Graduation Year


Document Type




Degree Name

Doctor of Philosophy (Ph.D.)

Degree Granting Department


Major Professor

Li-June Ming, Ph.D.

Co-Major Professor

Jianfeng Cai, Ph.D.

Committee Member

Abdul Malik, Ph.D.

Committee Member

Prahathees Eswara, Ph.D.


binding, dioxygen, inhibition, lanthanide, peptidomimetics, peroxide


Copper as a key component of electron transport chain of eukaryotes is an essential transition metal ion. Copper homeostasis in mammals complex and tightly regulated. Its strong reactivity together with binding with biologically important chemicals can have important repercussions in human health and overall environment. Tetracycline as one of most abundantly used antibiotic of the world has become abundant in the environment as well. Herein in this dissertation we take the journey to explore the complexation of tetracycline with metals in the environment and the intricate interaction between copper and tetracycline by investigating their oxidative behavior once they are complexed. We further expand the same goal by investigating metalloenzyme mimicking peptide and peptoid interaction with copper and their subsequent activity against catechol oxidation in presence of O2/H2O2

In the first project I explored the tetracycline binding with Calcium by using Ytterbium as a spectroscopic probe through sophisticated paramagnetic Nuclear Magnetic Resonance technique. My study confirms that Calcium can bind to Tetracycline in several different positions and the binding follows a specific order depending on the condition. I also investigated the nature and number of species in solution once tetracycline is complexed with Yb3+. My findings indicate the presence of at least three different species with Yb3+ and 4 different tautomers of the apotetracycline in the complexed solution in d6 -DMSO .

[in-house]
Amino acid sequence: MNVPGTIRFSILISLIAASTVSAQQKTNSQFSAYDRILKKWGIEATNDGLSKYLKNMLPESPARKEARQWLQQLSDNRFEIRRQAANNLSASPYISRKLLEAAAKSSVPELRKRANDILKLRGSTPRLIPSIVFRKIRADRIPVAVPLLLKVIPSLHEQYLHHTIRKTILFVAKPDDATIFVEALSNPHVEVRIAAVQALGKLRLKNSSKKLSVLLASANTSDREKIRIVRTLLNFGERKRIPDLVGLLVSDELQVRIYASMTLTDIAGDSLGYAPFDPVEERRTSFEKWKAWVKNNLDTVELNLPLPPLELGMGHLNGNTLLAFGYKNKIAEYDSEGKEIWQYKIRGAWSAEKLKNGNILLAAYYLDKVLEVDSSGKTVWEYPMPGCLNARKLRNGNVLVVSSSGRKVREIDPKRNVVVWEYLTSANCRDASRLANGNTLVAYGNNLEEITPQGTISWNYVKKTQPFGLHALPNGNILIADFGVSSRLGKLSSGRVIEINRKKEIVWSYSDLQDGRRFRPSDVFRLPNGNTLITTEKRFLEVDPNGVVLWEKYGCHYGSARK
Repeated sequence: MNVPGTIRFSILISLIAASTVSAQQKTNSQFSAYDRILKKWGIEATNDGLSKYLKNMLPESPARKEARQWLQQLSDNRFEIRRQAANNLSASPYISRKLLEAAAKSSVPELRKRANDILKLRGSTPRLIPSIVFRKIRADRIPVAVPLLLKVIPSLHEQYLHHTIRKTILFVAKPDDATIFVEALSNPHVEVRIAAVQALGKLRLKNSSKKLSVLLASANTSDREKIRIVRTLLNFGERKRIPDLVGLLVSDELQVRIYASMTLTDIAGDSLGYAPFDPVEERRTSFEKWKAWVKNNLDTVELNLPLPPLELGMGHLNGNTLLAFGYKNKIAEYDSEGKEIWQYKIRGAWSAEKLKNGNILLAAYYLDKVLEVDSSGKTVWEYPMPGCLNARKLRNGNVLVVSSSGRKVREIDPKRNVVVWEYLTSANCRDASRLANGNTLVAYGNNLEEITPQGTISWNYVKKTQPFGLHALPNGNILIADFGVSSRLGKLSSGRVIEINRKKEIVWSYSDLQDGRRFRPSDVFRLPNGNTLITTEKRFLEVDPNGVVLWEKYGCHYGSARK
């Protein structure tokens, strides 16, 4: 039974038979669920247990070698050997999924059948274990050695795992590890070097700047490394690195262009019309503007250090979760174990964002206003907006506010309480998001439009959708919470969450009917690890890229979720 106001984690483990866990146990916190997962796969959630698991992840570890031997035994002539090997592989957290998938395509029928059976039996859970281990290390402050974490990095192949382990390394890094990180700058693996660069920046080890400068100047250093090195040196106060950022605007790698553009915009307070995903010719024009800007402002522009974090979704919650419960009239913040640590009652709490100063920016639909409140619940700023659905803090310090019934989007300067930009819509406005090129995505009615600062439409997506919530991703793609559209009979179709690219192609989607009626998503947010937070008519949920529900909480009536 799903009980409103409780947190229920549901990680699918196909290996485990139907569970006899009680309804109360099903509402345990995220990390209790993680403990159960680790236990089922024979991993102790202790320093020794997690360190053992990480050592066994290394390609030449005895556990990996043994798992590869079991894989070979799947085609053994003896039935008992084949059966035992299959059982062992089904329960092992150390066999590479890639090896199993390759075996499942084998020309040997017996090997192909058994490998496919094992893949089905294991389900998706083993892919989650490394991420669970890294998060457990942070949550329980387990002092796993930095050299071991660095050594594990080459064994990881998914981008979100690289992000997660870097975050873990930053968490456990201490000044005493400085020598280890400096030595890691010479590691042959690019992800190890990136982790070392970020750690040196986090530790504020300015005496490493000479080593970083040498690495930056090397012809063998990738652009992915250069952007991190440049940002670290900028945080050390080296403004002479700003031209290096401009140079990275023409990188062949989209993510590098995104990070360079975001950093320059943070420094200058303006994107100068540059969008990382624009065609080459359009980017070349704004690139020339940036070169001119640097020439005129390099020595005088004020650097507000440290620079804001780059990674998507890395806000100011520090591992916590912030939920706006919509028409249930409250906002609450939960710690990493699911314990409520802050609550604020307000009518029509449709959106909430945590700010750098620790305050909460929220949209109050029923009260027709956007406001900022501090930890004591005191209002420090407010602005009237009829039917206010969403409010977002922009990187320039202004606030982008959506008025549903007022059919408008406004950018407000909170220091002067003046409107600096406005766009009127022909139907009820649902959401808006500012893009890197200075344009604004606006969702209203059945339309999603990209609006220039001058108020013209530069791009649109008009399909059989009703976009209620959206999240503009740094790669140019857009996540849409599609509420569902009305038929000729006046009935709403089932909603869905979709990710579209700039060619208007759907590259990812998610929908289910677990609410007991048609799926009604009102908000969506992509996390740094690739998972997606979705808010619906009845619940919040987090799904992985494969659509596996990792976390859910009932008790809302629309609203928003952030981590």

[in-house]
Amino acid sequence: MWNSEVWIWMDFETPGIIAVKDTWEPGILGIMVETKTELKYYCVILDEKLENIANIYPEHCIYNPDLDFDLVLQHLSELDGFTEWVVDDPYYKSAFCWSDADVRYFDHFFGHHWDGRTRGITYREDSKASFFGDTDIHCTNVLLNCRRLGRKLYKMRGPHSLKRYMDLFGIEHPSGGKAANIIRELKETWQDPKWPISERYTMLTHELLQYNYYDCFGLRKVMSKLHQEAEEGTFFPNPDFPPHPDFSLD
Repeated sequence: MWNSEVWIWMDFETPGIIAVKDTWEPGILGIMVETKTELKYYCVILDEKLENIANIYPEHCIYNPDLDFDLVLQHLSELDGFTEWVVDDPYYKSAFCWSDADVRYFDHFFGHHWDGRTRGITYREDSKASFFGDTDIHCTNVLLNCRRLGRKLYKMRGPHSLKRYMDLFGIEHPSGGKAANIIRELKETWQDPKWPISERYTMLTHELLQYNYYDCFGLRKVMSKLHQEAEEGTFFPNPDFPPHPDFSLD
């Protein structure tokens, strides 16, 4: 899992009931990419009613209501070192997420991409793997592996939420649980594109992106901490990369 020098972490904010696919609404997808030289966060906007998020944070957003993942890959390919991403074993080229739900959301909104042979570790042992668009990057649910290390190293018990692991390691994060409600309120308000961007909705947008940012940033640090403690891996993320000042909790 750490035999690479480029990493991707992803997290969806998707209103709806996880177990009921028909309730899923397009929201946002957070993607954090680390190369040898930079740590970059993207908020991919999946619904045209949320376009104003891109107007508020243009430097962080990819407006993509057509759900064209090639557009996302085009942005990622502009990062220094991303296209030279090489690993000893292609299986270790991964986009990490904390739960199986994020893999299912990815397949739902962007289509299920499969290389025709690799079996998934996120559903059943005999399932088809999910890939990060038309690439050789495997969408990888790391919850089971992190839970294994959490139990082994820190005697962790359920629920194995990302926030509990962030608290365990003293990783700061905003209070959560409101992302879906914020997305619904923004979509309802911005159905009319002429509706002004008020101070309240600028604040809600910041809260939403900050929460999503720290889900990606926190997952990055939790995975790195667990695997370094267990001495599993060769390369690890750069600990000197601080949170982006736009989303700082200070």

In the second project I studied the activities, mechanism and catalytic specificity of the Cu (II) complexes of TTC and O-TTC towards the oxidation of catechol. The investigation revealed the involvement of a dinulear Cu (II) center in the catalysis. We further explored the catechol oxidation under the influence of H2O2 and found out that both the Cu (II) complexes do exhibit specificity towards aerobic oxidation at different extent.

The third project covers the activity of copper with tetracycline from an environmental perspective. In this study we investigated the inhibition activities of Salicylic acid, Benzoic acid and Bacitracin; a cyclic peptide antibiotic against Cu (II)-TTC catalyzed oxidation of catechol. Our conclusion based on the experimental data suggests that both salicylic acid and benzoic acid are weak inhibitors toward Cu(II)-TTC-mediated oxidation of catechol, following a mixed inhibition pattern while Bacitracin has a strong inhibition profile with a k ic in the low µM region. All of these inhibitors were picked based on their potential interaction with Cu (II)-Tetracycline and their availability in the environment.

My last endeavor into this dissertation covers the activity of synthetic enzymes. I present in this chapter the results about the metal binding capability of a peptide and its oxidation chemistry with and without H2O2 Then we compared the results with those of the Cu (II) complexes of a corresponding peptoid. The study concludes that the peptide binds to Cu (II) as both 1:1, 1:2 metalto-ligand complexes. Both the peptide and peptoid show higher selectivity towards H2O2, with the peptoid showing much higher selectivity compared to peptide.

Included in

Chemistry Commons